The Bodo case has its own history. From the early twentieth century, educated Bodos led other tribal communities against the dominant castes of Assam ( not the colonial masters who backed them) accusing them of caste-based discriminations, mistreatment and suppression of their rights. Under the banner of the Tribal League, the Bodos, the most numerous and advanced among the indigenous tribals, fought to wrest from an apathetic government, guarantee of land-rights to people accustomed to shifting cultivation, and facilities for education of their children, reservation of jobs in government service.

The fight against colonialism became a little obscure as Caste-Hindu Assamese ,backward castes, scheduled castes and tribals fought among one another for a share in the pittance offered by colonial rulers in the name of public benefits. The Caste Hindu leaders of the Freedom Struggle promised action on such matters once independence was attained, but the tribal leaders openly expressed doubt that it was a ploy to delay and deny them the right to a decent and dignified life ,condemn them for ever to poverty and backwardness.

However, just before independence a deal was struck between Bhimbar Deuri, charismatic leader of the Tribal League and Gopinath Bardoloi, undisputed leader of the Assam Pradesh Congress Committee, which assured tribals of protection of land with tribal belts and blocks, reservation in educational institutions and government service, and reservation of certain assembly seats for tribals. Accordingly , the Assam State Assembly passed certain Acts creating such belts and blocks where land will be inalienable with certain conditions.

However, even though after independence the tribals could take a few steps forward and some progressed far enough to form a small middle-class, implementation of this act was insincere and patchy. Parts of such belts and blocks were de-reserved for settling refugees from Pakistan and immigrant Muslims left high and dry by erosion of river-banks and chars, and start industrial projects without consent of tribals. The tribal elite now reviewed the earlier decision of the Tribal League and formed a Plains Tribal Council of Assam (PTCA) to mobilize people for pressing their demands and eliminate injustices. Started in late sixties it soon assumed a turbulent character filling the Assamese elite and their compatriots with anxiety with demand for a separate tribal state in the plains.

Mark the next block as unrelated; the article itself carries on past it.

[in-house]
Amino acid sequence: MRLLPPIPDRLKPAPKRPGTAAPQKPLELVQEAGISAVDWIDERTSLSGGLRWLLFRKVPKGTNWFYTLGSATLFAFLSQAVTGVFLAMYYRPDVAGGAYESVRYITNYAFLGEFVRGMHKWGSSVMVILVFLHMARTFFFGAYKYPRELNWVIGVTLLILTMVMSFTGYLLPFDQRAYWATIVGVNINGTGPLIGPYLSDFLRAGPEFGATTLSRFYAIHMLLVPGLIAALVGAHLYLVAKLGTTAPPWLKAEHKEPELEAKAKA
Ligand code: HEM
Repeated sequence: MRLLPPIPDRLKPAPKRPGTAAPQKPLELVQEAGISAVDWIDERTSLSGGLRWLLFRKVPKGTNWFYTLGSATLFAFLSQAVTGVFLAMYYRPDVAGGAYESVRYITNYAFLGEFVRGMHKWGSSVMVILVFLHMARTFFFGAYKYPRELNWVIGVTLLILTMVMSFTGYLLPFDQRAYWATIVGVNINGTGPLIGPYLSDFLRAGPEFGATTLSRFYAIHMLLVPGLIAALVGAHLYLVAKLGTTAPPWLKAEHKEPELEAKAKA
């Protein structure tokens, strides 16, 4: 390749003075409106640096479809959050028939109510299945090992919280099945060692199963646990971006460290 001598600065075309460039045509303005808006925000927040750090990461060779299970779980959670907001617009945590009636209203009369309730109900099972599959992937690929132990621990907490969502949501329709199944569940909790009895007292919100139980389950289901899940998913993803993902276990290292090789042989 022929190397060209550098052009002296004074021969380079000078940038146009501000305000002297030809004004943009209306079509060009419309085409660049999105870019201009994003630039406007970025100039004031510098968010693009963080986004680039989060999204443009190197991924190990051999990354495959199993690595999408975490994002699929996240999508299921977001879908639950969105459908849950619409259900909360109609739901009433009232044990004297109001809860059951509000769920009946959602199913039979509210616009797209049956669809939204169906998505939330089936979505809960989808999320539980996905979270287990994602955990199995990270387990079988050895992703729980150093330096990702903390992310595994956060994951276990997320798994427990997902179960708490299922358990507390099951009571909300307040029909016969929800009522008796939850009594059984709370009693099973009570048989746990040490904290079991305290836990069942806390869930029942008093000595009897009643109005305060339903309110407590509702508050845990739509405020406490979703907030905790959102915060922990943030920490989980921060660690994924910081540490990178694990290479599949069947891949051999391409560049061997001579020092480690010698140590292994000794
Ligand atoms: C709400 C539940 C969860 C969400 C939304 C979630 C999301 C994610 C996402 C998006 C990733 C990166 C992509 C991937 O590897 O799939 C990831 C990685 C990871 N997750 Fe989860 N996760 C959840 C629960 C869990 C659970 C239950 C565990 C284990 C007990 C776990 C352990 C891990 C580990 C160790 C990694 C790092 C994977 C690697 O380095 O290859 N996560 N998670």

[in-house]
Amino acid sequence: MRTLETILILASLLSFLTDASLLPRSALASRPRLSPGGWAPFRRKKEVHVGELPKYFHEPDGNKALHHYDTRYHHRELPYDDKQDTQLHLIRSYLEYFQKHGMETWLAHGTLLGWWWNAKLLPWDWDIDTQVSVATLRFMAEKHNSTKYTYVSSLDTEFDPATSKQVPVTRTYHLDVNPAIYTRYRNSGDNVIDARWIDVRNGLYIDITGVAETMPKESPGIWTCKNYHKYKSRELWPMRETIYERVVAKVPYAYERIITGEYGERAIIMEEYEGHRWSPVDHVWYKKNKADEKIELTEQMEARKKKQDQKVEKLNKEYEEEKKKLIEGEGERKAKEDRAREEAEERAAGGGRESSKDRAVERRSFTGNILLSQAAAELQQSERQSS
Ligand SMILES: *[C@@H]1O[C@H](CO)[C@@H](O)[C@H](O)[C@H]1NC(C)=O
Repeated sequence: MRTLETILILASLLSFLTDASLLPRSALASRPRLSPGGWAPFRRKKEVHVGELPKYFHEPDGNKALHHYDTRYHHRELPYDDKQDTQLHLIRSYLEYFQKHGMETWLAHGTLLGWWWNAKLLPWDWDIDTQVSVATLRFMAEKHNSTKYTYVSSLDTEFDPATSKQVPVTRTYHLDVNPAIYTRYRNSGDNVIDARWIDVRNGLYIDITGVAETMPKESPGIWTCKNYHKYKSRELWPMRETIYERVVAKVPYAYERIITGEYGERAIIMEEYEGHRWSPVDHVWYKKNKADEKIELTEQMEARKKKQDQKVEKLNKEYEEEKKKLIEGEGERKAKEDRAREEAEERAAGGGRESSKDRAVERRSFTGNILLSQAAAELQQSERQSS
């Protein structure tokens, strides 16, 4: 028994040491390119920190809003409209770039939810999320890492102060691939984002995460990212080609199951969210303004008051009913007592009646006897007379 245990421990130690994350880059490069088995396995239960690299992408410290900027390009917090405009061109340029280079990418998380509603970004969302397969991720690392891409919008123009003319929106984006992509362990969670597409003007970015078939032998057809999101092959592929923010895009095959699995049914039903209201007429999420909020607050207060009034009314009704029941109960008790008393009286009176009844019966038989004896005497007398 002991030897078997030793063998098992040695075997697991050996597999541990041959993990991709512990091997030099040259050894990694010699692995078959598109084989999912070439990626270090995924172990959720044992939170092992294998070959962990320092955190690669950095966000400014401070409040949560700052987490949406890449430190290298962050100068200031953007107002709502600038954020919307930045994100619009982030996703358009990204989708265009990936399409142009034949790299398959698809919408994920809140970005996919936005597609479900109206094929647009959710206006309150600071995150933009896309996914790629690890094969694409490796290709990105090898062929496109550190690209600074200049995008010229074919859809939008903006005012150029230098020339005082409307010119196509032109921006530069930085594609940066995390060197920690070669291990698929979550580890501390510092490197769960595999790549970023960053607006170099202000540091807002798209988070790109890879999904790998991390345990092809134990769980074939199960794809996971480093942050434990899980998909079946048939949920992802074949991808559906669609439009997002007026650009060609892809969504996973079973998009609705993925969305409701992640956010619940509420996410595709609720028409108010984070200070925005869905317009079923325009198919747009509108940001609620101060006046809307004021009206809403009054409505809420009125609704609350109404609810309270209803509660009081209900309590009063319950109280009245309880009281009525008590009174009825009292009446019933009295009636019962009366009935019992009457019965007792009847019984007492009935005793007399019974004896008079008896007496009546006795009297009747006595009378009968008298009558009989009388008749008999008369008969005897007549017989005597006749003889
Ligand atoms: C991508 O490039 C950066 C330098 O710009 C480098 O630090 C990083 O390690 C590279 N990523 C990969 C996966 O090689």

But soon dissensions among leaders of various communities heading PTCA left the Bodos as the predominant group. They demanded and won the right to teach their children in Bodo language in stead of the prevalent Assamese. In 1973 they raised the demand that the textbooks should be in Roman script as Assamese phonetics could not properly articulate Bodo sounds. It was a plausible scientific theory, though as is well known, a script and its sound-system may vary widely. The real intention was to insulate the Bodos from Assamese influence. The degree of mistrust and hatred reflected in the move reveals the bitterness of the Bodos at the complacent assumption of the Assamese that they were doing well enough under Assamese tutelage. In the Mangaldoi subdivision( now a district) police opened fire on a Bodo demonstration killing 13 people, deeply embittering the Bodos.